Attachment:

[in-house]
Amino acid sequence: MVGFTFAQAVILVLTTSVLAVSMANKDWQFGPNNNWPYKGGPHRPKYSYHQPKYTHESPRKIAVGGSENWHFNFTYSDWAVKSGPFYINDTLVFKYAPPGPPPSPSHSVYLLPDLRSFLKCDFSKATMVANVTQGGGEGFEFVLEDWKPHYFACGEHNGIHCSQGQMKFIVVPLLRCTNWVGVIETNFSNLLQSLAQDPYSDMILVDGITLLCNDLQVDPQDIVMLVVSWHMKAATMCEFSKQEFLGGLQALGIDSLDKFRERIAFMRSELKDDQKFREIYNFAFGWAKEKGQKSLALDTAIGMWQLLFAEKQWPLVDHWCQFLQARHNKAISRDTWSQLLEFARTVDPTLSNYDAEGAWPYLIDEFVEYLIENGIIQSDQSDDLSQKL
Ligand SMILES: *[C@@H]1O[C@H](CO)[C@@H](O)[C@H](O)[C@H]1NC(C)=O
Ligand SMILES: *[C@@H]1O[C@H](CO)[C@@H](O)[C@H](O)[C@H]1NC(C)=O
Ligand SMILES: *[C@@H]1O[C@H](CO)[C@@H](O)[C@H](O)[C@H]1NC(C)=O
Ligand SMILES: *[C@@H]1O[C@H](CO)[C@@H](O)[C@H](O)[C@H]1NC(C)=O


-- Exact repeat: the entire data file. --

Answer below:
[in-house]
Amino acid sequence: MVGFTFAQAVILVLTTSVLAVSMANKDWQFGPNNNWPYKGGPHRPKYSYHQPKYTHESPRKIAVGGSENWHFNFTYSDWAVKSGPFYINDTLVFKYAPPGPPPSPSHSVYLLPDLRSFLKCDFSKATMVANVTQGGGEGFEFVLEDWKPHYFACGEHNGIHCSQGQMKFIVVPLLRCTNWVGVIETNFSNLLQSLAQDPYSDMILVDGITLLCNDLQVDPQDIVMLVVSWHMKAATMCEFSKQEFLGGLQALGIDSLDKFRERIAFMRSELKDDQKFREIYNFAFGWAKEKGQKSLALDTAIGMWQLLFAEKQWPLVDHWCQFLQARHNKAISRDTWSQLLEFARTVDPTLSNYDAEGAWPYLIDEFVEYLIENGIIQSDQSDDLSQKL
Ligand SMILES: *[C@@H]1O[C@H](CO)[C@@H](O)[C@H](O)[C@H]1NC(C)=O
Ligand SMILES: *[C@@H]1O[C@H](CO)[C@@H](O)[C@H](O)[C@H]1NC(C)=O
Ligand SMILES: *[C@@H]1O[C@H](CO)[C@@H](O)[C@H](O)[C@H]1NC(C)=O
Ligand SMILES: *[C@@H]1O[C@H](CO)[C@@H](O)[C@H](O)[C@H]1NC(C)=O